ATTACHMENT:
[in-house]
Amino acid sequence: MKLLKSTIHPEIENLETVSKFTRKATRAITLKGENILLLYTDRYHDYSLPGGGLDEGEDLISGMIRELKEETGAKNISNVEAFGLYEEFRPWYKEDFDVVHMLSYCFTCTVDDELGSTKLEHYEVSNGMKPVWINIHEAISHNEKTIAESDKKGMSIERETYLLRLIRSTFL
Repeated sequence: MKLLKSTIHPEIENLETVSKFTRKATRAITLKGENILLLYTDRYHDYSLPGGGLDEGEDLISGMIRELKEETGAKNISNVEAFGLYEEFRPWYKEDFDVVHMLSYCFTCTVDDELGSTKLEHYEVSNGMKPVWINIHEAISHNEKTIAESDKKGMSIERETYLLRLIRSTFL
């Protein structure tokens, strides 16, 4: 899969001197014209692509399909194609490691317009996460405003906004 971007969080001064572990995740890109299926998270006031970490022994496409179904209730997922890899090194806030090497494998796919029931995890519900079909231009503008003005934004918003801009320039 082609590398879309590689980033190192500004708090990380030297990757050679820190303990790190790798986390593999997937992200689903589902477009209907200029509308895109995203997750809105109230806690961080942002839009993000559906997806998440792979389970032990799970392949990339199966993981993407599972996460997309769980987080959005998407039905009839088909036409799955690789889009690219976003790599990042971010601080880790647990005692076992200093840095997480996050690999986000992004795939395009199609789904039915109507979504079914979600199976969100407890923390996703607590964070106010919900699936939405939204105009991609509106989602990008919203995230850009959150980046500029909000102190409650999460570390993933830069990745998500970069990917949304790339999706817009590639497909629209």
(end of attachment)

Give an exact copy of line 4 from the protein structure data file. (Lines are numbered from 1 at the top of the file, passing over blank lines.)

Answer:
């Protein structure tokens, strides 16, 4: 899969001197014209692509399909194609490691317009996460405003906004 971007969080001064572990995740890109299926998270006031970490022994496409179904209730997922890899090194806030090497494998796919029931995890519900079909231009503008003005934004918003801009320039 082609590398879309590689980033190192500004708090990380030297990757050679820190303990790190790798986390593999997937992200689903589902477009209907200029509308895109995203997750809105109230806690961080942002839009993000559906997806998440792979389970032990799970392949990339199966993981993407599972996460997309769980987080959005998407039905009839088909036409799955690789889009690219976003790599990042971010601080880790647990005692076992200093840095997480996050690999986000992004795939395009199609789904039915109507979504079914979600199976969100407890923390996703607590964070106010919900699936939405939204105009991609509106989602990008919203995230850009959150980046500029909000102190409650999460570390993933830069990745998500970069990917949304790339999706817009590639497909629209």